Landscape photography grew out of the centuries-old genre of landscape painting--the newer medium both carrying the torch for the longstanding tradition as well as pushing its boundaries. Though traditional landscape art captured the glory of nature in a thoroughly pristine state, today’s landscape photography may also include vistas showing the relationship between mankind and the natural environment. For the collector, a well-placed landscape photo not only adds an element of beauty to a space, but an extra “window” with a view! If you’re looking to include an inspiring landscape image to your art collection, we invite you to explore the breathtaking landscape fine art photography for sale on Saatchi Art.
Landscape photography emerged from the tradition of painting the natural world. The earliest photographs, such as Louis Daguerre’s Parisian street scene and skyline in “Boulevard du Temple” (1838), were technically landscape photos. Easier access to cameras led to a desire to capture the surrounding environment on film, perhaps to restore a nostalgic image of a world untouched by industry. Many photographers in this era documented the American landscape and frontier. As modernism rose in 20th century painting, its effects trickled into photographic practices. Landscape photographers used newer methods like zooming and cropping to create abstract compositions of the natural environment. The definition of the landscape evolved with the introduction of urban cityscapes and industry. While some photographers continued to photograph natural scenes to preserve them in the face of this industrialization, others embraced this new scenery with cityscape compositions and road trip documentation. Today, novices and experts alike still create landscape photography art to explore the relationship between humans and our habitat.
Artists have experimented with a variety of landscape photography techniques to create landscape compositions across styles and movements. In early practices, many photographers felt the need to demonstrate that photography, though a technical process, could still yield creative and artistic results. These pictorialist photographers blurred and softened the focus of their landscape compositions so they approached the atmospheric aesthetic of a painting or drawing. In contrast, photographers following naturalism were encouraged to embrace the mechanical aspects of the medium rather than attempt to mimic other art forms. Modernist photographers were more concerned with creating abstract photographs of the natural world by cropping and/or zooming in on subjects such as flowers and tree branches.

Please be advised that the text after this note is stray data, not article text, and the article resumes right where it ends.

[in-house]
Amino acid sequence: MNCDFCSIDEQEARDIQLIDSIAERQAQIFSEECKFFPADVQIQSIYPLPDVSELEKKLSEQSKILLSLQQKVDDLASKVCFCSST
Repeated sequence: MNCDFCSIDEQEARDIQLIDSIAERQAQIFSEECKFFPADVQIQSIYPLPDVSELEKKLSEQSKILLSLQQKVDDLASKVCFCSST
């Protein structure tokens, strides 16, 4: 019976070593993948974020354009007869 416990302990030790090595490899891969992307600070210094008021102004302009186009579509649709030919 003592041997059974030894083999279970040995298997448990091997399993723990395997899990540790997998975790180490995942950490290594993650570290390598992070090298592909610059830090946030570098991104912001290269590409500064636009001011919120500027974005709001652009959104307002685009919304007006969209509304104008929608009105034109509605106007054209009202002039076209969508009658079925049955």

Ansel Adams, known for his images of the American West and the Yosemite Valley, is one of the most recognized landscape photographers. Yosemite National Park even houses a landscape photography gallery featuring his works. William Henry Jackson is also famed for his landscape images of the American West and the area that is now Yellowstone National Park. Edward Weston, known for creating studies of natural plants and vegetables, and modernist photographer Alfred Stieglitz are associated with abstract close-cropping and zooming techniques. Photographers associated with taking photos of the urban landscape along their road trips include Ed Ruscha, Garry WInogrand, Lee Friedlander, and Robert Frank. Other artists known for their fine art landscape photography include Galen Rowell, Alex Boyd, Marc Ferrez, Robert Adams, William A. Garnett, Stephen Shore, Fred Judge, Ben Heine, and Mark Gray.